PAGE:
Another amazing step forward for the Episcopal Church. A day after voting to end the moratorium on ordaining gay and lesbians Tuesday, the bishops voted 104-30 at the Episcopal General Convention to “collect and develop theological resources and liturgies” for blessing same-sex relationships, which would be considered at the next national meeting in 2012. Though this is a step short of an actual rite, the development over the next three years could lead to an official rite which will be added to the Book of Prayer.
The measure will now go to the church’s House of Deputies, which represents the clergy and lay people, and is known to be more liberal than the bishops and expected to give approval at the convention later this week.
The measure states “where same-sex marriage, civil unions or domestic partnerships are legal, may provide generous pastoral response to meet the needs of members of this Church."
This measure is seen as a compromise to the bishops who feel their congregation is not yet ready to make this official step. However, the majority approved because, according to the New York Times, "They felt compelled to act because of their pastoral responsibility to gay couples who were increasingly coming forward to ask the church to bless their unions. Many also said they saw it as a simple matter of granting equal rights to gay men and lesbians."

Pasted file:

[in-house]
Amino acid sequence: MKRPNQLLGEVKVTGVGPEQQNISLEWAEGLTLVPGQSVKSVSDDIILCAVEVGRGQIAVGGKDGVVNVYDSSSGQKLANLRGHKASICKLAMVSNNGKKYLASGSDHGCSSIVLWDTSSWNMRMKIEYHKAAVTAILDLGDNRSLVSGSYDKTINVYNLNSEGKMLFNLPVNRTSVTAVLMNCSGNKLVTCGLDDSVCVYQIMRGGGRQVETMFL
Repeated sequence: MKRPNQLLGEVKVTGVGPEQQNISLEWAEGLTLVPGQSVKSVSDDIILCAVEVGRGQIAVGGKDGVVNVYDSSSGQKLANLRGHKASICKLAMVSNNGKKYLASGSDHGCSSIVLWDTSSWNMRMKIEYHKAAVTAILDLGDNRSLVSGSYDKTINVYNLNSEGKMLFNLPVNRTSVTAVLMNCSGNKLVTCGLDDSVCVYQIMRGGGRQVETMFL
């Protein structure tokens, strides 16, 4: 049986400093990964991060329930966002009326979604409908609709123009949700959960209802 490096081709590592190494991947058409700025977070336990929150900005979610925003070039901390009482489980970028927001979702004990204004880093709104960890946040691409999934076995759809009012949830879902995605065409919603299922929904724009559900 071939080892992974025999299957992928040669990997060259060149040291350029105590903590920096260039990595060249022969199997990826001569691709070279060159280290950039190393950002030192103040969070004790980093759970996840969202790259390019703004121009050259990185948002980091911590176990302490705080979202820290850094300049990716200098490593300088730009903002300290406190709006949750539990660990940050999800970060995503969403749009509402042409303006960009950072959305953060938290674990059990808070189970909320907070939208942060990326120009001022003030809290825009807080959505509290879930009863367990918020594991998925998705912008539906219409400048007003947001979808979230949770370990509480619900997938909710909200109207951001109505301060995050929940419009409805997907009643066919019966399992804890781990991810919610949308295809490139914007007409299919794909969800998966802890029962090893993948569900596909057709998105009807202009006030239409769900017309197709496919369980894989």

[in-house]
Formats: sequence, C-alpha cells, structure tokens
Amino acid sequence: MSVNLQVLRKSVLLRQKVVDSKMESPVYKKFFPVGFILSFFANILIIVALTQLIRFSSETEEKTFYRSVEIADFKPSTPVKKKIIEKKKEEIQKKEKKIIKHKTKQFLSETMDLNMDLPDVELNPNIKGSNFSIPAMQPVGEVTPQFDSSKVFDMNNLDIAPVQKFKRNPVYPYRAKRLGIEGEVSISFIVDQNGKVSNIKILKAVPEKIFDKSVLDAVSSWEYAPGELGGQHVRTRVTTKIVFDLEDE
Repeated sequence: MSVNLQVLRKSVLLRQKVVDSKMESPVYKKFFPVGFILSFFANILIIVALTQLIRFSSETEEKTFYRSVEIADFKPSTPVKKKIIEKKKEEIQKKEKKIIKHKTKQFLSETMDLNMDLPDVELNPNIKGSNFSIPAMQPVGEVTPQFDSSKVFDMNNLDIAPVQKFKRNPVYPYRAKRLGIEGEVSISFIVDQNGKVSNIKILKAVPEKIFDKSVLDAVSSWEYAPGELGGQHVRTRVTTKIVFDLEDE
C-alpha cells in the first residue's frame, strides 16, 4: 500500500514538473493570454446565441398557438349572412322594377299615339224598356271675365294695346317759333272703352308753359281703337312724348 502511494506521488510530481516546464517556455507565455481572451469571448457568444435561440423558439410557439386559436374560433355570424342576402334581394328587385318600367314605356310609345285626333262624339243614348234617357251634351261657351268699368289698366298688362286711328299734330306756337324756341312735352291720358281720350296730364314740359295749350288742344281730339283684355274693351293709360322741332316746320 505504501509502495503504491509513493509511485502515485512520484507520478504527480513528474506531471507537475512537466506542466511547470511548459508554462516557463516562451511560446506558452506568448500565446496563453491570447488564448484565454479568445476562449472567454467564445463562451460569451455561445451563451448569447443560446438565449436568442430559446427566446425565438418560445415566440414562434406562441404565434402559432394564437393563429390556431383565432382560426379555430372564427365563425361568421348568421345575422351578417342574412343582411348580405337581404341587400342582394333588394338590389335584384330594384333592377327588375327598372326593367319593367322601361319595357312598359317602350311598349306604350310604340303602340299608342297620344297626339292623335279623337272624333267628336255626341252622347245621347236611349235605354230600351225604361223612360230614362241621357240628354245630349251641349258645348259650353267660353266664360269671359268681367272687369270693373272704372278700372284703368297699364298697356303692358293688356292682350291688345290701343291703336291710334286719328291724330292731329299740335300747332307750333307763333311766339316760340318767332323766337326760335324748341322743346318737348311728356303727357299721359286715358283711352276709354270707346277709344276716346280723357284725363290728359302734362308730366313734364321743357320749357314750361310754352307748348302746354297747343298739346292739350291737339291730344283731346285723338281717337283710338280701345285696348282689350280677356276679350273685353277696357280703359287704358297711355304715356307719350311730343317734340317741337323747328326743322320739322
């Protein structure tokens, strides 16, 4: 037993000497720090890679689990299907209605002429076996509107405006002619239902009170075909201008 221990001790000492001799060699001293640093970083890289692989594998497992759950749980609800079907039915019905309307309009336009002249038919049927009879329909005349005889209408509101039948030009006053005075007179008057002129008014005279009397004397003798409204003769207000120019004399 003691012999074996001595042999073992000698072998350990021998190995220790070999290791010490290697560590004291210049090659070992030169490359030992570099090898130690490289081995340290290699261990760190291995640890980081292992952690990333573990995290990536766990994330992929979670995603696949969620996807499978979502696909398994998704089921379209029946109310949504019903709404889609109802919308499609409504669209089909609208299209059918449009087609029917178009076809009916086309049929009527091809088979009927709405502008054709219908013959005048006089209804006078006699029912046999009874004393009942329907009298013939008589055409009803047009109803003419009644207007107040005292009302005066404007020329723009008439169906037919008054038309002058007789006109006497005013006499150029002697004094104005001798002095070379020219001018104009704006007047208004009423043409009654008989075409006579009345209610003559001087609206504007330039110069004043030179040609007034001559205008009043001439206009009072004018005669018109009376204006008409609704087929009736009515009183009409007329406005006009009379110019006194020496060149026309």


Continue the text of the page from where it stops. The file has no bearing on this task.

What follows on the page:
The Episcopal Church, the U.S. branch of the 77 million-member Anglican Communion, has added pressure to the already mounting tension within the Communion that strives to keep branches from breaking away. It remains to be seen how these current LGBT-inclusive decisions will affect the church, but many conservatives feel this will drive a permanent schism between the Episcopal Church and the rest of the Anglican Communion.
“For many, this is the final straw with members of the wider Anglican Communion,” said Bishop William Love of Albany, N.Y. “It’s breaking my heart to see the church destroy itself in the manner in which we seem to be doing.”
Yet the votes show that this is a minority position.
“We certainly feel a deep need to be able to proclaim the love of God in the midst of a changing reality,” said Suffragan Bishop James Curry of the Diocese of Connecticut, one of six states that are legalizing same-gender marriage.
The Rev. Raisin Horn, the priest of Trinity Episcopal Church in Iowa City, told the New York Times, “If a same-sex couple comes to me and they want a marriage rite, they would go through the same premarital counseling, and have to show the same quality of relationship that I would want to see in any couple. I will not have to say to them, all the right things are in place except for your sexuality.”